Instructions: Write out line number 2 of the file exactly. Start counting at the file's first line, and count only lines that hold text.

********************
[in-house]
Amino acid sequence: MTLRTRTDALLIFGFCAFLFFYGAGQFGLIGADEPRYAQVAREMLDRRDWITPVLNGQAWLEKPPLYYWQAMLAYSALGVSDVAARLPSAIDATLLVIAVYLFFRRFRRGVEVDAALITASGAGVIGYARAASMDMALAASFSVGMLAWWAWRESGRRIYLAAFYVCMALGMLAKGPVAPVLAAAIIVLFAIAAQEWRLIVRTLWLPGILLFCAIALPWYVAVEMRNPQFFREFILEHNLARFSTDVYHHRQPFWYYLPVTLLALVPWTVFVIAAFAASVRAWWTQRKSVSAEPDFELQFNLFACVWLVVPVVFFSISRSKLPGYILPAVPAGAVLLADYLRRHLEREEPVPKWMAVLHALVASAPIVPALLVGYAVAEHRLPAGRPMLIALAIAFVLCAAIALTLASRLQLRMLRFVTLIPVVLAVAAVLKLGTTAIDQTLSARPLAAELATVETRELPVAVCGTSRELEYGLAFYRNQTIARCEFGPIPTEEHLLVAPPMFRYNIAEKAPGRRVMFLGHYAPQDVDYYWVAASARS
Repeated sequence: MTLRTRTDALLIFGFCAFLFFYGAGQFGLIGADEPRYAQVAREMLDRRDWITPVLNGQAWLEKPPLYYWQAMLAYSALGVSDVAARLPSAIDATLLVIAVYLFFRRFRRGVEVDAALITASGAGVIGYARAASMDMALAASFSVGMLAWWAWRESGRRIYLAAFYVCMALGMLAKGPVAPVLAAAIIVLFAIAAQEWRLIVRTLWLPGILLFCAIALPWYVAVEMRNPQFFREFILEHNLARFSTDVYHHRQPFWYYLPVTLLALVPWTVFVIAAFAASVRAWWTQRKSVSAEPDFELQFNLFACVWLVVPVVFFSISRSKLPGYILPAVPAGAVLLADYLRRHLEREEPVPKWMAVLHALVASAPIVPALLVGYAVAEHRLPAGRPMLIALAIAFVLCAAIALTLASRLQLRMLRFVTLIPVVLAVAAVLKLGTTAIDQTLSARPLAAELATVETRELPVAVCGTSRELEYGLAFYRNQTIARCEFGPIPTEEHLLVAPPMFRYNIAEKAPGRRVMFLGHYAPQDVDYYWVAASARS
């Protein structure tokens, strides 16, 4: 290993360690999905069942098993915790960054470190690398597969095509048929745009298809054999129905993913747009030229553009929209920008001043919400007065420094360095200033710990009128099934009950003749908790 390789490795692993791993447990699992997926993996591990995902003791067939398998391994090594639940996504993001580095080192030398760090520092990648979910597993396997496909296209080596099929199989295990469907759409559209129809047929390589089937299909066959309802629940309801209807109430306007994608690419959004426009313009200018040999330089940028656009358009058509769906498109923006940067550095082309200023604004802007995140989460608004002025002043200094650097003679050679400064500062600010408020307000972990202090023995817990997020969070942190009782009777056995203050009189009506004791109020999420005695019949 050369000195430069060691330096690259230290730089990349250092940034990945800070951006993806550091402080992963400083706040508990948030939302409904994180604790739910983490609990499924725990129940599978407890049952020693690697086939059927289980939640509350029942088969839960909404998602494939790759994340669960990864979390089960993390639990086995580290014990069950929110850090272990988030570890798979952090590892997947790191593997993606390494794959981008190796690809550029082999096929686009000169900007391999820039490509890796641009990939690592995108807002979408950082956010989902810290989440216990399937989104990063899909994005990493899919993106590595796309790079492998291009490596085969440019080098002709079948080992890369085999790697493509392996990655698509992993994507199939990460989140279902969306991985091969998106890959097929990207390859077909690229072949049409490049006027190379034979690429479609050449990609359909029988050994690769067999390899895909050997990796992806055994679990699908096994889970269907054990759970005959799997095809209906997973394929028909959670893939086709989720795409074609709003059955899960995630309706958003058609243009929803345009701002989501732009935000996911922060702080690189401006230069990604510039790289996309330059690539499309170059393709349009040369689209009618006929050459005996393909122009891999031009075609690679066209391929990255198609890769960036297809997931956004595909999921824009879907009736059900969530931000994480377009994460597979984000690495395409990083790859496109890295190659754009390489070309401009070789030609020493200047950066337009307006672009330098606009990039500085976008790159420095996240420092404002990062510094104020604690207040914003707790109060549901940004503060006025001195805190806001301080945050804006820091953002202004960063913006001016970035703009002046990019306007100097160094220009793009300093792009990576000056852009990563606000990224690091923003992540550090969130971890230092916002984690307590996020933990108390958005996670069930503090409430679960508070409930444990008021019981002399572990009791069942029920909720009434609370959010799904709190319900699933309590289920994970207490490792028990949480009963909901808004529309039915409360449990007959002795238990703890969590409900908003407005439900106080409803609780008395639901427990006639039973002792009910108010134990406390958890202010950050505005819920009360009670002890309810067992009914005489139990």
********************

Amino acid sequence: MTLRTRTDALLIFGFCAFLFFYGAGQFGLIGADEPRYAQVAREMLDRRDWITPVLNGQAWLEKPPLYYWQAMLAYSALGVSDVAARLPSAIDATLLVIAVYLFFRRFRRGVEVDAALITASGAGVIGYARAASMDMALAASFSVGMLAWWAWRESGRRIYLAAFYVCMALGMLAKGPVAPVLAAAIIVLFAIAAQEWRLIVRTLWLPGILLFCAIALPWYVAVEMRNPQFFREFILEHNLARFSTDVYHHRQPFWYYLPVTLLALVPWTVFVIAAFAASVRAWWTQRKSVSAEPDFELQFNLFACVWLVVPVVFFSISRSKLPGYILPAVPAGAVLLADYLRRHLEREEPVPKWMAVLHALVASAPIVPALLVGYAVAEHRLPAGRPMLIALAIAFVLCAAIALTLASRLQLRMLRFVTLIPVVLAVAAVLKLGTTAIDQTLSARPLAAELATVETRELPVAVCGTSRELEYGLAFYRNQTIARCEFGPIPTEEHLLVAPPMFRYNIAEKAPGRRVMFLGHYAPQDVDYYWVAASARS